History will someday document this era as the Silicon Valley gold rush. Consider the fact that very few of the 49ers made their mark by striking gold. Rather, those creating the infrastructure, materials (Levi’s jeans!) or services for the thousands flocking to the state minted the foundations for society and culture.
Almost two centuries later, that’s what we’re doing here today, in tech. We’re creating incredible opportunities and successes by developing the ecosystem. It is up to us give back to community, so everyone benefits – using tech for the good of all and spreading the knowledge.
This includes encouraging those around us to keep innovating and staying curious. Humans need food, shelter, and clothing (in addition to WiFi!). But we’re not easily satisfied. Once basic survival needs are met, we still seek for something else – knowledge, growth.
This drive to innovate, improve, and ease our environment isn’t a new concept. Time has a way of cycling in waves – I studied AI back in school. At that time our assignments were to write programs to solve for heuristics – that would differentiate between Larry the Bird and Larry Bird.
Back further, consider ELIZA, the original bot developed in the mid-1960s at the MIT Artificial Intelligence Laboratory. This was essentially the forerunner for Siri; you could chat with her, so it looked like you were having a real conversation.
So why are we in tech talking about AI again? Compute power magnified by the scale of Cloud. We can process so much more in such a small time. Additionally, whereas previously we’d reach bandwidth or technical limits within a minute, now we have essentially unlimited amount of data storage. It was only a couple years ago part of my role as a CIO was advising people how much data was reasonable to store. That conversation no longer happens. It’s like the evolution of cell phone plans from 450 minutes per month to unlimited calling.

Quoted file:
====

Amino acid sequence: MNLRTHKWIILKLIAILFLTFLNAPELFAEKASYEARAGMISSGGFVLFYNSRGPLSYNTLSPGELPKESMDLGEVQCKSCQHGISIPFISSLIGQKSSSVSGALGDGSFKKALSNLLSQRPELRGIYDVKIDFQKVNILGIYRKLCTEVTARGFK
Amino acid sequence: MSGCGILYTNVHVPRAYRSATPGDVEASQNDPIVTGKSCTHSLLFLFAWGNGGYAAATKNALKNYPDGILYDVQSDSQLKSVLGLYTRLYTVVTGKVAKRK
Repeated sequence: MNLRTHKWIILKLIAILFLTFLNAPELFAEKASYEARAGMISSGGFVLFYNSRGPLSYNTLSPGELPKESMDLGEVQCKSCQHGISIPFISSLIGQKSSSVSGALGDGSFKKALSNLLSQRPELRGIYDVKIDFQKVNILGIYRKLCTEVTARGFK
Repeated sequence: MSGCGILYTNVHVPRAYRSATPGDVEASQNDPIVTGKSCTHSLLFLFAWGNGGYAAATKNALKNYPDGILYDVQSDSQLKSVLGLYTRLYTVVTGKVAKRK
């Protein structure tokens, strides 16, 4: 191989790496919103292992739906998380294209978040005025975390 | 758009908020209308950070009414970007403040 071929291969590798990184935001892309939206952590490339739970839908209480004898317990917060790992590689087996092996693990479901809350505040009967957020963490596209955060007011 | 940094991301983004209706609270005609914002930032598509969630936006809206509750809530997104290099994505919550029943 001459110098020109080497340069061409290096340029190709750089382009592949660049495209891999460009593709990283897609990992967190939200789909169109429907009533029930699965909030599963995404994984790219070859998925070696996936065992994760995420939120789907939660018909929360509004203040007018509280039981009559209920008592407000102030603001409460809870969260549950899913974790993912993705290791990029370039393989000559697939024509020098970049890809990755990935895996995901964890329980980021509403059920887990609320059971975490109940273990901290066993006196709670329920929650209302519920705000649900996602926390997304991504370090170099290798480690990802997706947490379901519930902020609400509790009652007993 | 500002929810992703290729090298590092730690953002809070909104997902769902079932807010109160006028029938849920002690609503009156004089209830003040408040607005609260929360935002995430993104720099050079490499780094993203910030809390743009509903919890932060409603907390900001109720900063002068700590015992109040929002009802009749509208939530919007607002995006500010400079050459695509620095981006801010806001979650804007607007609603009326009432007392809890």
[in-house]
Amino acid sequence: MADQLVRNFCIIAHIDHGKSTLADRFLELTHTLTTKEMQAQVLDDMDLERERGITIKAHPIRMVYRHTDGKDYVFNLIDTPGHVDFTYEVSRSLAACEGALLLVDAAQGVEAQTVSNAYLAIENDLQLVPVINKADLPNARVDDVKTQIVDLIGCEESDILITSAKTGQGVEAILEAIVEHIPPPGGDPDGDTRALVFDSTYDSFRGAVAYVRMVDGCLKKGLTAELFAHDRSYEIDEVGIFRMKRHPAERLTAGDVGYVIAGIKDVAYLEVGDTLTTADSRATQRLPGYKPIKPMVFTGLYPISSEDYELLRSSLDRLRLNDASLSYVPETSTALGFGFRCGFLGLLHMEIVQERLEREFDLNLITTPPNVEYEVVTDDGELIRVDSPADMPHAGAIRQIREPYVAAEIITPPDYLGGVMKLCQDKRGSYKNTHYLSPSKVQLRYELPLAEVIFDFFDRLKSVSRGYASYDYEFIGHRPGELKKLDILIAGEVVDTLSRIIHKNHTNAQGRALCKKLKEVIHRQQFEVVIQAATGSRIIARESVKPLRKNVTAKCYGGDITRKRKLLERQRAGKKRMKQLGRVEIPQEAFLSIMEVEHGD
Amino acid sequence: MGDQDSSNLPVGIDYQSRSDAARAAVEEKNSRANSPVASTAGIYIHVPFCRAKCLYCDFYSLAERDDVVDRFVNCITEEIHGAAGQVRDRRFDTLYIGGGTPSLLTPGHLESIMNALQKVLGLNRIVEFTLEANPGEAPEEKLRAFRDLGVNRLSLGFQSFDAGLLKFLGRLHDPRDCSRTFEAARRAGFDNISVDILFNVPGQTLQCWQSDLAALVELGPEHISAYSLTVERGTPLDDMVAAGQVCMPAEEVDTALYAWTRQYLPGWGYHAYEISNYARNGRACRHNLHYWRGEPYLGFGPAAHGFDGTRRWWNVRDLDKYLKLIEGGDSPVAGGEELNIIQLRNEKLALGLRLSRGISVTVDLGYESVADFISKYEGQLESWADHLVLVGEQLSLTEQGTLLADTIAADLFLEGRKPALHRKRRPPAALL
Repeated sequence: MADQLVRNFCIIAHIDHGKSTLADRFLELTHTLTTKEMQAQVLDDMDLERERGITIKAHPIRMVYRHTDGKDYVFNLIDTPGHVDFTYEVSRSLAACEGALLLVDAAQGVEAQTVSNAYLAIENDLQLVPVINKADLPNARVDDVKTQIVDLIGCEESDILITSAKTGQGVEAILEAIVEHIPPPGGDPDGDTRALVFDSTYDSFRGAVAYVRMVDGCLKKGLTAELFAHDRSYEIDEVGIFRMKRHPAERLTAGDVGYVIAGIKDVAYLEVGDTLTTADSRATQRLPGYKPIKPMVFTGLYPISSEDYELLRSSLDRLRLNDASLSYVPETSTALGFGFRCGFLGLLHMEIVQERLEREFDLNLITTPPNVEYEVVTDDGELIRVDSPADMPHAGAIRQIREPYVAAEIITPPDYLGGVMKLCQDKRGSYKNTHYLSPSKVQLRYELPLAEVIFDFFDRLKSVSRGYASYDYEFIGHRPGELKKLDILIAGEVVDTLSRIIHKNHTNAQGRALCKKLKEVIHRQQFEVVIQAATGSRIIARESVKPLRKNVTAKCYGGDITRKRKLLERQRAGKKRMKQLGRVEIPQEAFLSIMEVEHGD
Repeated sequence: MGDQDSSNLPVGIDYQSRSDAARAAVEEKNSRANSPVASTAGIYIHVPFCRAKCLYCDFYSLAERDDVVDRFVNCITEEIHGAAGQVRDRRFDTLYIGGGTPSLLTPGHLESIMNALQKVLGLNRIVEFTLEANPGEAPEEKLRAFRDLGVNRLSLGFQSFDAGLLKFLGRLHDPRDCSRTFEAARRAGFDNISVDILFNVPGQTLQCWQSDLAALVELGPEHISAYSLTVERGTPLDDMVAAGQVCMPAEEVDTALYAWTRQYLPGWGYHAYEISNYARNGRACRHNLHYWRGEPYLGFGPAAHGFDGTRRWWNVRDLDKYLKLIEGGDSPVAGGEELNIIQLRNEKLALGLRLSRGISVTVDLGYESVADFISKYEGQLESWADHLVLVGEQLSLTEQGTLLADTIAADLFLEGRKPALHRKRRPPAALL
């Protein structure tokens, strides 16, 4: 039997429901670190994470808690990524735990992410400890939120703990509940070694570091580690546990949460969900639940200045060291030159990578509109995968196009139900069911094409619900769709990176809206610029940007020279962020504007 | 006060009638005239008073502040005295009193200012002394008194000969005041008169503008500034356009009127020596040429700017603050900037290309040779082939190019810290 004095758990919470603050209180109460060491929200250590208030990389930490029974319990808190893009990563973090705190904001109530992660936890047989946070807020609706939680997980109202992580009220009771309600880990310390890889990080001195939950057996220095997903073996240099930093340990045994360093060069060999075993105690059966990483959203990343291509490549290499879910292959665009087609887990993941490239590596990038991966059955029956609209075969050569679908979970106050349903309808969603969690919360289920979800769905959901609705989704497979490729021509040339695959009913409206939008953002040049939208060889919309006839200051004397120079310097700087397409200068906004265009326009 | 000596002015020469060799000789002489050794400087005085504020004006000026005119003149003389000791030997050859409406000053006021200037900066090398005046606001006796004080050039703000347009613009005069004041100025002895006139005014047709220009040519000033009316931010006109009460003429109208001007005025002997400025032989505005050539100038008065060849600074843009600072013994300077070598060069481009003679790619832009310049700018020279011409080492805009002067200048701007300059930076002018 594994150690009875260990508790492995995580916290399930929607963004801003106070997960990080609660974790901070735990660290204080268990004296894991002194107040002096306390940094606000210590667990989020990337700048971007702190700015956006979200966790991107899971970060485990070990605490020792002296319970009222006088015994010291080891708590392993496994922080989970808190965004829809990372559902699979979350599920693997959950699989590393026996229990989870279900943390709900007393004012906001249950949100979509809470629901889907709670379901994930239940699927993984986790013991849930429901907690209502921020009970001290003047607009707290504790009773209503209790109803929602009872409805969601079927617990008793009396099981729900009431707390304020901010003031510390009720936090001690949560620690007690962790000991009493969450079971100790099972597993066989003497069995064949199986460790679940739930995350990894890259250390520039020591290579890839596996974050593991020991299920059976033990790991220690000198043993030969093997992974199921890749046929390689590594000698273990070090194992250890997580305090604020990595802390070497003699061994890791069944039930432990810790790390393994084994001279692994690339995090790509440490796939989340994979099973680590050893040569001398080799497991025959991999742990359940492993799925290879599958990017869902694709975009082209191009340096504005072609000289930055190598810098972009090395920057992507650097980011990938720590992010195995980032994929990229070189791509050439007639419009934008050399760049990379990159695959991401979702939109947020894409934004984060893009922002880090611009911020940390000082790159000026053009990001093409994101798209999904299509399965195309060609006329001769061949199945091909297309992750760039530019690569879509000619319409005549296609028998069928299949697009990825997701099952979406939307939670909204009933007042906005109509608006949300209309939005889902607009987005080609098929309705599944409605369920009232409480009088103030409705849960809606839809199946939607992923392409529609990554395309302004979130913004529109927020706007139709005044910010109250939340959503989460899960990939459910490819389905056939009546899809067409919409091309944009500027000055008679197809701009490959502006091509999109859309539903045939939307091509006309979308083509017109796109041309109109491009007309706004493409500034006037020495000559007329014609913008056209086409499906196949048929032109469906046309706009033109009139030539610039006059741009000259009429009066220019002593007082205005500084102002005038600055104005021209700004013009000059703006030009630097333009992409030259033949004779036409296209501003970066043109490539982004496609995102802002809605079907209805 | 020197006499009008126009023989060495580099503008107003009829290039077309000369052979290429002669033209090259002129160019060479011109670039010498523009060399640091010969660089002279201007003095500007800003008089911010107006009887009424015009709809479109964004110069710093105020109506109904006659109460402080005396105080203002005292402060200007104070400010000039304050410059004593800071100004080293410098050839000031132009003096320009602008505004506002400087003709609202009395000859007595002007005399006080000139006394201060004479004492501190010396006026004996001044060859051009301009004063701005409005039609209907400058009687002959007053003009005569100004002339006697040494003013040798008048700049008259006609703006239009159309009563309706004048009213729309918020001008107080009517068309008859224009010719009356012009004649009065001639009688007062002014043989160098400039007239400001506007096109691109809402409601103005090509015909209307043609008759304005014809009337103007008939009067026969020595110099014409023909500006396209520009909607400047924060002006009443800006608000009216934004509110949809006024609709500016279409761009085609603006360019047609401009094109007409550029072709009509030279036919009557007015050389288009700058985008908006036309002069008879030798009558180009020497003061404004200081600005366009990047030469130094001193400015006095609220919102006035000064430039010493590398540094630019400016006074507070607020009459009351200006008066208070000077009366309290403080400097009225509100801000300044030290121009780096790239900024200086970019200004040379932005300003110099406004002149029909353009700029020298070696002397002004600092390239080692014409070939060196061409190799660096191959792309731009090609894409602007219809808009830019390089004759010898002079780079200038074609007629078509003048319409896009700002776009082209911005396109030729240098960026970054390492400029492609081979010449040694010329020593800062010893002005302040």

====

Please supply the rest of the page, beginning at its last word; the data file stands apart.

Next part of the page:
Think of it in terms of sports analysis. Decades ago a baseball batter would have to rely on human instinct, trying to guess if the next pitch would be a curve ball was likely based on the previous pitches observed in the ongoing game. Possibly, athletes could observe video tapes stored in a library room for a broader competitive advantage. Today, compute power and storage allow for the easy analysis of every pitch from a pitcher’s entire career. Or even an overview of every pitch thrown throughout the existence of the ball club.
The concept for AI has always been there, now we’re working on the reality of understanding. We don’t know what the limits of speed are yet. (At some point, we’ll all just end up as energy.) Ultimately, tech is people. We are the ones who must be responsible and not just assume, “Hey this has happened before; it’ll all work itself out.” It is crucial to remember that changes – big or small – affect people. And the genie is out of the technology bottle on this one.
Leadership is critical to support principled and forward thinking. As humans, we seek knowledge through exploration. Emotions and longing will still exist, no matter what AI or other forthcoming technology enables. It is part of our nature that curiosity will always push us forward. Good and evil have always existed in humans. We are still responsible for our actions. We cannot take a backseat and let AI run the show.
Tech hasn’t solved for hunger, shelter, climate change or other survival mechanisms yet. There are still a world of possibilities to discover. Some people will use it for good; some people will attempt to enact evil. That’s a given. Thus, the imperative on us to work even harder for good.
What I can control is doing good. I am dedicating to doing this with my teams – empowering good people and good companies. And giving back to the communities that helped me to get where I am today. I invite you to do the same.